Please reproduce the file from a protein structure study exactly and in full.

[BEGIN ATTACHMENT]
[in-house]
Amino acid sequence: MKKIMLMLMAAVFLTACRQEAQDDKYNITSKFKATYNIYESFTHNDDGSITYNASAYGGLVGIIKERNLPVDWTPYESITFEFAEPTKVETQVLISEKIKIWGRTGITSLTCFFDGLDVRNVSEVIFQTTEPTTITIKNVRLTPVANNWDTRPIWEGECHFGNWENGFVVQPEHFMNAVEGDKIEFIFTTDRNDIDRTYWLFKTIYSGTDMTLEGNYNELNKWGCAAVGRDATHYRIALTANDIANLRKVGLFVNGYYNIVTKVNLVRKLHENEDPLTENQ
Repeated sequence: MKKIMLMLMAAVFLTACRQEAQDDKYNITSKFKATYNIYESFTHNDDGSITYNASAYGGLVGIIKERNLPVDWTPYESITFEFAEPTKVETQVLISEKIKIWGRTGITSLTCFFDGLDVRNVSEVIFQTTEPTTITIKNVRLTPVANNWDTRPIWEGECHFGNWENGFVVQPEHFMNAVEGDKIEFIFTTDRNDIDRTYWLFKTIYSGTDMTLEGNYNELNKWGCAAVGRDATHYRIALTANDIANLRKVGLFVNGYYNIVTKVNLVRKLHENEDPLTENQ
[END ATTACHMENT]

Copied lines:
[in-house]
Amino acid sequence: MKKIMLMLMAAVFLTACRQEAQDDKYNITSKFKATYNIYESFTHNDDGSITYNASAYGGLVGIIKERNLPVDWTPYESITFEFAEPTKVETQVLISEKIKIWGRTGITSLTCFFDGLDVRNVSEVIFQTTEPTTITIKNVRLTPVANNWDTRPIWEGECHFGNWENGFVVQPEHFMNAVEGDKIEFIFTTDRNDIDRTYWLFKTIYSGTDMTLEGNYNELNKWGCAAVGRDATHYRIALTANDIANLRKVGLFVNGYYNIVTKVNLVRKLHENEDPLTENQ
Repeated sequence: MKKIMLMLMAAVFLTACRQEAQDDKYNITSKFKATYNIYESFTHNDDGSITYNASAYGGLVGIIKERNLPVDWTPYESITFEFAEPTKVETQVLISEKIKIWGRTGITSLTCFFDGLDVRNVSEVIFQTTEPTTITIKNVRLTPVANNWDTRPIWEGECHFGNWENGFVVQPEHFMNAVEGDKIEFIFTTDRNDIDRTYWLFKTIYSGTDMTLEGNYNELNKWGCAAVGRDATHYRIALTANDIANLRKVGLFVNGYYNIVTKVNLVRKLHENEDPLTENQ